Fifteen years ago today my father passed away. He was irrefutable evidence of the axiom that the nicest people in the world get cancer. Per his request, after he died, he was cremated. Now his soul is in Heaven while his Earthly remains are on the top of his dresser next to his french knot cufflinks and Aviators. When visiting me, Mom would put the Pop Box in the trunk of her Dodge Intrepid. When I saw Pop in her trunk and I questioned why his ashes were her plus one she replied that she was afraid that the house would catch fire and that his ashes would be burned. True story.
And why would she possibly see the irony in this? He was her person and she was his. A scrappy Detroiter, Pop moved to Houston to attend U of H and was the first in his family to earn a college degree. Mimi was a beautiful Chi-Omega from L.S.U. with a teaching job and a car. Just a few weeks after their blind date the young buck proposed. I remember my dad’s sisters telling me how shocked they were that he found someone like her. He wasn’t, his strategy was to ask out the really pretty girls which intimidated everyone else and make them laugh. Humor wins every time.
Pop was a hands-on father before men did that. He routinely took my two older brothers and me to The Herman Park Zoo while Mimi graded papers and frocked herself up a home perm. Because my father’s father was chronically ill, he gave us three the engagement he craved but never received in his youth. The singular time I saw my dad cry was at a family reunion when he recounted fishing trips with his much-older brother-in-law Paul whose fatherly kindness had a profound effect upon him. It was as if Pop couldn’t wait to have a family just to get it right.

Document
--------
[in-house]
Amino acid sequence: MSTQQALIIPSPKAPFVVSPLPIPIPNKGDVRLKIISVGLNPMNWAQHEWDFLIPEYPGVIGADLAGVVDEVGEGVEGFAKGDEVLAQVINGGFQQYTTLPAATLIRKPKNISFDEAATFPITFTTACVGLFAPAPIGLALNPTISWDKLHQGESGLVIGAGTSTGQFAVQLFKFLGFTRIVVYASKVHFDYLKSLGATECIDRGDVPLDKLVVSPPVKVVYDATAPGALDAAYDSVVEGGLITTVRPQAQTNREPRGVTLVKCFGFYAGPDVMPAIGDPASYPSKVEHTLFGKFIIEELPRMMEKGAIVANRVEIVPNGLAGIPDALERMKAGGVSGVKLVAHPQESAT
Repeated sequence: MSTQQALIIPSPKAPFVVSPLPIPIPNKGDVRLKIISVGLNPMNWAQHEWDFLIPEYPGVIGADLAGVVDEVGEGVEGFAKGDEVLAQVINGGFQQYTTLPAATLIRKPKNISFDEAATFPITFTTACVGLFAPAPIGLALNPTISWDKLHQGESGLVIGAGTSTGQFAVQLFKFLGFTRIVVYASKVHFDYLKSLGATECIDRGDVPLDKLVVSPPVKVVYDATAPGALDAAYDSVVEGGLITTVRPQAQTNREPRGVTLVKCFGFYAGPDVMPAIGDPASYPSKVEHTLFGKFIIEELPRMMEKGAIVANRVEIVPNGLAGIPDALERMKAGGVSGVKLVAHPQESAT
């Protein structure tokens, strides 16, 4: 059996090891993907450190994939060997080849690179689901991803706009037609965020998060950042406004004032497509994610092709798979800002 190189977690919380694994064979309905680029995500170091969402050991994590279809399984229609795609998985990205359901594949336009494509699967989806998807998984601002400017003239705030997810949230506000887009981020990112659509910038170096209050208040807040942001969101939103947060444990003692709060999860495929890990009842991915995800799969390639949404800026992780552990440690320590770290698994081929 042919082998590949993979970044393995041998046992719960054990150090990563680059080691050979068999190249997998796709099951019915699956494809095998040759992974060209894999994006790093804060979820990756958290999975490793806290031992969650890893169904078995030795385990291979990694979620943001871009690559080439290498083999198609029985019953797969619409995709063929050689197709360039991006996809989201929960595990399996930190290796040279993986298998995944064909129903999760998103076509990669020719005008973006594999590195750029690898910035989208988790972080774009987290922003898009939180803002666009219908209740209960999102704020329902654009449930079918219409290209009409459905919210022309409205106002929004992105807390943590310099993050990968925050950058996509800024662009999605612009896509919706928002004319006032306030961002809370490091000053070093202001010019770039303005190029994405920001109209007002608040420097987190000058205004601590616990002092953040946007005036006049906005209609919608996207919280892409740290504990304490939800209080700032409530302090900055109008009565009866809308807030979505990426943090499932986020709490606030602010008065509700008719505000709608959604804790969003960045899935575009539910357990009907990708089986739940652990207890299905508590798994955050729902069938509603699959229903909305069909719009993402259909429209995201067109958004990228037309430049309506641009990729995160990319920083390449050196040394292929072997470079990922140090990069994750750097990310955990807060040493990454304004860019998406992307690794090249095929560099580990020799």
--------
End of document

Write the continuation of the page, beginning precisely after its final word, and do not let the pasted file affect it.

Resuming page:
Whatever I tried and whether I lost or won, I grew up knowing that I was totally adored. I was enough just by virtue that I was his child. There were certainly times when my infractions called for discipline but it truly did hurt him more than it did me. After all, he wanted everyone to like him. I knew that home was my soft place to fall in a cruel, cruel world. Even as a chubbette with a mushroom-cloud haircut and mosquito-bitten legs I didn’t need to be beautiful to be beautiful to him.
My father loved quotes. Pithy morsels of irony, humor or wisdom. These favorite sayings have have echoed in my brain today:
-The most expensive piece of clothing in your closet is the one you never wear. (He was a haberdasher.)
-Disappointment is based on expectations.
-Kisses aren’t contracts.
-Don’t sweat the small stuff.
-Birth control with your mother was easy. When she laid an egg I didn’t want I’d step on it.
-If you want to be interesting, ask people about themselves.
-Fashion is what they give you. Style is something you create on your own.
-If I had it to do all over again, I would pray more and worry less.
Rest in peace William Edward Richardson, Sr. We miss you every day.